Mission creep continues, however, in areas such as the expansion of the domain name system by creation of new generic top level domains. The lack of a technical limitation on the numbers of domain names in the root zone (subject to some practical limits) has always been the underlying rationale for expanding the DNS. It would require serious economic or legal justification to impose limits on what is otherwise technically feasible. No consensus has been reached on the economic justification, or lack thereof, for putting new top level domains in the root. Trademark owners have argued that expanding the DNS has simultaneously expanded the opportunities for cybersquatting, but their arguments have been blunted by the development of new rights protection mechanisms. The Trademark Clearinghouse and the new Uniform Rapid Suspension System (URS) have moved ICANN more deeply into complex questions of trademark law, providing further justification for expanding its budget and broadening its mission.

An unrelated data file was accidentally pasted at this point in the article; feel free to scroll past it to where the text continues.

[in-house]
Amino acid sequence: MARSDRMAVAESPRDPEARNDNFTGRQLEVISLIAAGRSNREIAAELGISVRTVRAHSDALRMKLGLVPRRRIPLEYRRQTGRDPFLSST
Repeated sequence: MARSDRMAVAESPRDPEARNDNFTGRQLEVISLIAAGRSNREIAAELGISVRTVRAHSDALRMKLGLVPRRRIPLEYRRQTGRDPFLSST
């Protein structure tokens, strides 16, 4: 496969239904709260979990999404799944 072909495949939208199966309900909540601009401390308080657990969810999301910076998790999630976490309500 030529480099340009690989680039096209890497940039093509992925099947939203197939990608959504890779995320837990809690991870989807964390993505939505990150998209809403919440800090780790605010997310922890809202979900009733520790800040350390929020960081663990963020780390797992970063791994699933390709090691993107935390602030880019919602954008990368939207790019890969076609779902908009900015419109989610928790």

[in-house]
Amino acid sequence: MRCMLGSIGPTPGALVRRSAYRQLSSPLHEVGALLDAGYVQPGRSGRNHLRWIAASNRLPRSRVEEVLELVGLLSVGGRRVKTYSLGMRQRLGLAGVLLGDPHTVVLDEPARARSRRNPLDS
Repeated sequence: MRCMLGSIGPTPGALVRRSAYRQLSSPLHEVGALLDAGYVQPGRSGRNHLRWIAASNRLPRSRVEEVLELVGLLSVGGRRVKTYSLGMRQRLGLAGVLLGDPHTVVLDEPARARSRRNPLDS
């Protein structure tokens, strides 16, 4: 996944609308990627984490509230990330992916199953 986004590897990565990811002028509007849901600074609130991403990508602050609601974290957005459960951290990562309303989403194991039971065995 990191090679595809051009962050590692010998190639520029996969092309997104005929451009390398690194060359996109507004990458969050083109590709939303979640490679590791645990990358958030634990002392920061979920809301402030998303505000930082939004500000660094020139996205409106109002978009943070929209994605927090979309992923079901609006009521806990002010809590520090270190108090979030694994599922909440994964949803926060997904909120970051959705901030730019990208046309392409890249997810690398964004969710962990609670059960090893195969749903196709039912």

Possibly the greatest expansion of ICANN's mission stems from the process of creating new generic top level domains. The selection process — what names to put in the root, how to select new registries and the technical requirements for them — is pretty clearly within the legitimate technical functions of ICANN. In any event, the White Paper set the stage for this effort by ICANN: